Paloma Taltavull, who teaches applied economics at Alicante University, also points to a shortage of supply. “Construction has been minimal since 2008,” she says. This has sparked market tensions in areas such as regional capitals and centers of strong economic activity, she notes. But Taltavull all but rules out the possibility of a bubble: from her perspective, this could only apply in a situation in which rises are not linked to explanatory factors. And in her opinion, right now there are plenty of reasons for the price hike, such as the tendency among homeowners to move due to lifestyle changes triggered by the pandemic, a trend “that is happening all over the world and must be one of the reasons why prices have shot up in some countries,” she says.
However, the international outlook is bleak. As early as mid-2021, a Bloomberg analysis concluded that “real estate prices around the world are flashing the kind of bubble warnings that haven’t been seen since the run-up to the 2008 financial crisis.” Later in the year, supervisory bodies such as the ECB and the Federal Reserve warned of “exuberance” and “vulnerabilities” in housing markets.
The US banking supervisor has an “exuberance indicator” that determines when price developments are out of line with other economic parameters. The US, Canada and the Netherlands all have housing markets that are out of sync. Of the 25 countries in the study, Spain is the second furthest from this predicament, behind South Africa.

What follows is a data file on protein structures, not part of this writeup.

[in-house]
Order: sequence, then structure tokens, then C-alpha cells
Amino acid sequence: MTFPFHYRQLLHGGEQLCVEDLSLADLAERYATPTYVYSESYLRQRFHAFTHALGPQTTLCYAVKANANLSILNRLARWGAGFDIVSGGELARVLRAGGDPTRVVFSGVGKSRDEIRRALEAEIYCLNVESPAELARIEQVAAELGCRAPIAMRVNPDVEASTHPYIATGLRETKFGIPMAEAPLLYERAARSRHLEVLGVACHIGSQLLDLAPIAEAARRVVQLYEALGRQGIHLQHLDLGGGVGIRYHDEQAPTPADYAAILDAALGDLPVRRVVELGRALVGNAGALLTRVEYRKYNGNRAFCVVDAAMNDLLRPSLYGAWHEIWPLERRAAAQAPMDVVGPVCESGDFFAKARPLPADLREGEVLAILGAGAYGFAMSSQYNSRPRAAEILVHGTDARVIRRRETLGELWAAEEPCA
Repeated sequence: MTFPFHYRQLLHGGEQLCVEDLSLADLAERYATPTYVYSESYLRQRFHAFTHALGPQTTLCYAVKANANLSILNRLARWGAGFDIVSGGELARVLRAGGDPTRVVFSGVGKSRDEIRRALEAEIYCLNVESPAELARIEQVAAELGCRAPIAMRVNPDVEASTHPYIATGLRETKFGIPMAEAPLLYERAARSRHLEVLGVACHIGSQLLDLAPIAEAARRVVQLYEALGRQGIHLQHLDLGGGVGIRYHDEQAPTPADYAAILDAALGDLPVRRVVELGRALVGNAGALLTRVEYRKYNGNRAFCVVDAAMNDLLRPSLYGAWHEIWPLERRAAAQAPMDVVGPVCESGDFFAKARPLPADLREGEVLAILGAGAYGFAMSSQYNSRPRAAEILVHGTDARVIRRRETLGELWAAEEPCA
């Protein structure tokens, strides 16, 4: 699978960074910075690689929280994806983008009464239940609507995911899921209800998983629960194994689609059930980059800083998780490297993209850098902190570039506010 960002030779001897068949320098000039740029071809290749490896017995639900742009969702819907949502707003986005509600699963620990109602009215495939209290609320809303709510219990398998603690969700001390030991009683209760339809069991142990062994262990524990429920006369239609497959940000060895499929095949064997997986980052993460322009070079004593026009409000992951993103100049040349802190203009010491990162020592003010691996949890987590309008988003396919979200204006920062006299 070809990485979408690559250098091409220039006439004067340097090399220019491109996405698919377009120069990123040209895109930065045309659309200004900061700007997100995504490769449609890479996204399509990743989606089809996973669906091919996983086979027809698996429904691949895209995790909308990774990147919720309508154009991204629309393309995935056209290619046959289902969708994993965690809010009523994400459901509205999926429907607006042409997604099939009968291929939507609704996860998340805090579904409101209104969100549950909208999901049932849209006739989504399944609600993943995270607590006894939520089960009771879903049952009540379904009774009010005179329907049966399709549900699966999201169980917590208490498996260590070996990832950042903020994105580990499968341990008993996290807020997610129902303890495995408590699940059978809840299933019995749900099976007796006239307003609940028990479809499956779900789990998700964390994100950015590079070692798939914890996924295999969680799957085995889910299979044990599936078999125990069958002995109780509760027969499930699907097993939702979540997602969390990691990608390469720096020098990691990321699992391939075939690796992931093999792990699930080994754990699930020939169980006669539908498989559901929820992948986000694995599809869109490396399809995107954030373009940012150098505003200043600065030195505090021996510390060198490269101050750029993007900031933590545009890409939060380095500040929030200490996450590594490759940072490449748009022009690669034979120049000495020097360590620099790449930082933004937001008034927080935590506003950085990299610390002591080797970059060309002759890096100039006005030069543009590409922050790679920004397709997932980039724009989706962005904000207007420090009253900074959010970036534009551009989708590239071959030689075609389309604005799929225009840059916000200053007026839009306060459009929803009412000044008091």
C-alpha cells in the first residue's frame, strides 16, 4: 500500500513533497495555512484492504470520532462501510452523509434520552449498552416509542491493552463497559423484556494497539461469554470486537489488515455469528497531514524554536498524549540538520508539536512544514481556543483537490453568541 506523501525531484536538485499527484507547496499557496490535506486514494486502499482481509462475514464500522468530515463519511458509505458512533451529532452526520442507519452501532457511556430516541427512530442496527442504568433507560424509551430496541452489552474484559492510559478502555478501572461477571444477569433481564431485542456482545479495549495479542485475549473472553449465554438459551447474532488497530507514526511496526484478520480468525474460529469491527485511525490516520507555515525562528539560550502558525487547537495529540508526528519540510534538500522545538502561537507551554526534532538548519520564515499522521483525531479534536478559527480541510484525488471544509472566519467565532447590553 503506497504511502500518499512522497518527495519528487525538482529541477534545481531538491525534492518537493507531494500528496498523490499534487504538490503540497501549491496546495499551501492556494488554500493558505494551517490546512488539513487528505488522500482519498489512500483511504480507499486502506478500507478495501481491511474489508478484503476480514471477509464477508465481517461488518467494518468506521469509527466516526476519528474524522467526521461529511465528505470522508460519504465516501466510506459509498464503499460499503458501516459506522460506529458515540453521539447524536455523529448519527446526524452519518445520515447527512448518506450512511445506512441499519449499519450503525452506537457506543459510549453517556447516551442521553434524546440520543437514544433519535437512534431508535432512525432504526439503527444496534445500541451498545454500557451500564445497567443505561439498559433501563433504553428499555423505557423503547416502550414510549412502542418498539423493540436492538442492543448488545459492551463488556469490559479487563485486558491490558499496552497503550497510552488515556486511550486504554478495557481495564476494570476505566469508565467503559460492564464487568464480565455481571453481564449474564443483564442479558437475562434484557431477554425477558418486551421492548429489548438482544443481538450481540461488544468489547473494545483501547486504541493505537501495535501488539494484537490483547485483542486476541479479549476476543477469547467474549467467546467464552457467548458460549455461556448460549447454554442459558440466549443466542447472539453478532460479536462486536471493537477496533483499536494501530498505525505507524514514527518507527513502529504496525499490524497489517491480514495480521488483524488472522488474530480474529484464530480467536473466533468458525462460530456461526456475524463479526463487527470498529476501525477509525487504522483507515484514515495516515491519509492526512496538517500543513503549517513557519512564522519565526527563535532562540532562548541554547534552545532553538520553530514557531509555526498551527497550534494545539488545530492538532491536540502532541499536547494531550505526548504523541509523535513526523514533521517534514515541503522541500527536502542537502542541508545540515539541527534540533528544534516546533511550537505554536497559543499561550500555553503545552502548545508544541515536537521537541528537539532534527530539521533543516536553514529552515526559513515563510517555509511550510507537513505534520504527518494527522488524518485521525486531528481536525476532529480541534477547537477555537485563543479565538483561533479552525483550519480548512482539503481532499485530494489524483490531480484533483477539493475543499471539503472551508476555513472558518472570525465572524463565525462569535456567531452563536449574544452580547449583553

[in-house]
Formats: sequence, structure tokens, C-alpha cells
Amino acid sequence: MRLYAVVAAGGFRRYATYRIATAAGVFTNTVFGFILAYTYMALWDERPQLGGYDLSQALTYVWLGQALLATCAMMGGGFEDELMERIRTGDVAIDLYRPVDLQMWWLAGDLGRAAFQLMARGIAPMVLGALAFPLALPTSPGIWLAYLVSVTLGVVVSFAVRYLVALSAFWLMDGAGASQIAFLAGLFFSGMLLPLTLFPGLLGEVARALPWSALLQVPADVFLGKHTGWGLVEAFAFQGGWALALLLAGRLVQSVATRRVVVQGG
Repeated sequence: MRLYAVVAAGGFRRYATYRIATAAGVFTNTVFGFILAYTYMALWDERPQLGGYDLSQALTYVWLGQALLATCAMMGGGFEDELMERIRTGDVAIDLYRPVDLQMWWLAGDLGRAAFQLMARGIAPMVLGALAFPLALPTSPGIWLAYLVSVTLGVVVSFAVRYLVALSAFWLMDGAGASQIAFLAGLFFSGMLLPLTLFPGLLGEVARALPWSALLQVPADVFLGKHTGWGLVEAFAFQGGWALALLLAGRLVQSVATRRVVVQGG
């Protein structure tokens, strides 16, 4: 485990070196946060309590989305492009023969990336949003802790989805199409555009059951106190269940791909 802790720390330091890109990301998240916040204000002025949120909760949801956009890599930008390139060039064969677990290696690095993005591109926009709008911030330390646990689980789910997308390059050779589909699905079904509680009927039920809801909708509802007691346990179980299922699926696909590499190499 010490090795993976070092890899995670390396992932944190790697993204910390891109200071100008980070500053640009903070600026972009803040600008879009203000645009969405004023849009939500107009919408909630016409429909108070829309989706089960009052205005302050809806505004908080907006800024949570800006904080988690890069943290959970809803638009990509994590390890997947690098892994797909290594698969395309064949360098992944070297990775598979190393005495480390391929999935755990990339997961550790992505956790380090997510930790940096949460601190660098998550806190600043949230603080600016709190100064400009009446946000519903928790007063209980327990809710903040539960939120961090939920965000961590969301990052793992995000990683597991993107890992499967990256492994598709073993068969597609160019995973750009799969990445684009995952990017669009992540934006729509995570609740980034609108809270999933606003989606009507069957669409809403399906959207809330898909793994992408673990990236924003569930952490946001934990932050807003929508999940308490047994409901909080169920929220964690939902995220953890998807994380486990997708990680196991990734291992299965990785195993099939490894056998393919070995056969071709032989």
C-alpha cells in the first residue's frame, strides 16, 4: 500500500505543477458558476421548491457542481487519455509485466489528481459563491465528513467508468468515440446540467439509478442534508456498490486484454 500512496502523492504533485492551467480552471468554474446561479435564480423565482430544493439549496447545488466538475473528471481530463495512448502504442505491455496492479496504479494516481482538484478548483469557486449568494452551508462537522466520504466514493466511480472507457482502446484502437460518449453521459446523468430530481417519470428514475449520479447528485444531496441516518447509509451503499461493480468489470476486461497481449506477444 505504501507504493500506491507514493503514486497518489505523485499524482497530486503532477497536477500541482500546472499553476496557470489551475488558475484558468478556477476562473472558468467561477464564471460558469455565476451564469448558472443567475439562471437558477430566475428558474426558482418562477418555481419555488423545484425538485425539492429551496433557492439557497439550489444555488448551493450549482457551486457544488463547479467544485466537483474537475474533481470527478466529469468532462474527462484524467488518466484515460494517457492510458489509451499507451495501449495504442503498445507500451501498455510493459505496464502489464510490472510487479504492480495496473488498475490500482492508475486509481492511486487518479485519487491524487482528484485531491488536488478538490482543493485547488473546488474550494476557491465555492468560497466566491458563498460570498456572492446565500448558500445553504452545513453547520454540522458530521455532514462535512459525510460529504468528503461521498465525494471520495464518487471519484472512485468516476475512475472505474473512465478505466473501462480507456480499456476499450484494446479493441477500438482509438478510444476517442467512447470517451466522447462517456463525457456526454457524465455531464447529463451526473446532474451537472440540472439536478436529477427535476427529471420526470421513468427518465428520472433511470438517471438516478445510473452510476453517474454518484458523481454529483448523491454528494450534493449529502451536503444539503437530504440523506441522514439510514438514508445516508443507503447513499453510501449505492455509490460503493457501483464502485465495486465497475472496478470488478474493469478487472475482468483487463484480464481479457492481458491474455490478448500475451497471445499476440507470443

“We are not on the verge of a bubble, but vulnerabilities are increasing to an extent that greater control would be advisable,” says Julio Rodríguez, former president of the Banco Hipotecario and a member of the Superior Council of Statistics, an advisory body to the National Statistics Institute (INE). Rodríguez considers that Spain clearly has “insufficient” tools to study the real estate market and assess the situation. “We still do not have rental statistics,” he says while stating that the INE sales price index should be updated on a monthly basis as opposed to quarterly. However, he is certain that “Europe is experiencing the most intense price hikes since 2015.”
Will trends taking off elsewhere catch on in Spain? “Undoubtedly,” says Taltavull. “The question is knowing how long it will take.” This academic also believes that “we can expect an increase in prices due to inflation.” In situations of general scarcity, “the investment market buys houses,” adds De la Torre. This trend is being reinforced as negative interest rates “have driven the most conservative investors out of the bond market.”
All the economic scenarios appear to lead to the ECB and the withdrawal of monetary stimulus. The balance, Bernardos warns, is not simple: “If we assume that we have learned the lessons of 2008, and it’s unclear that we have, bubbles are always burst by an excessively rapid rise in interest rates.”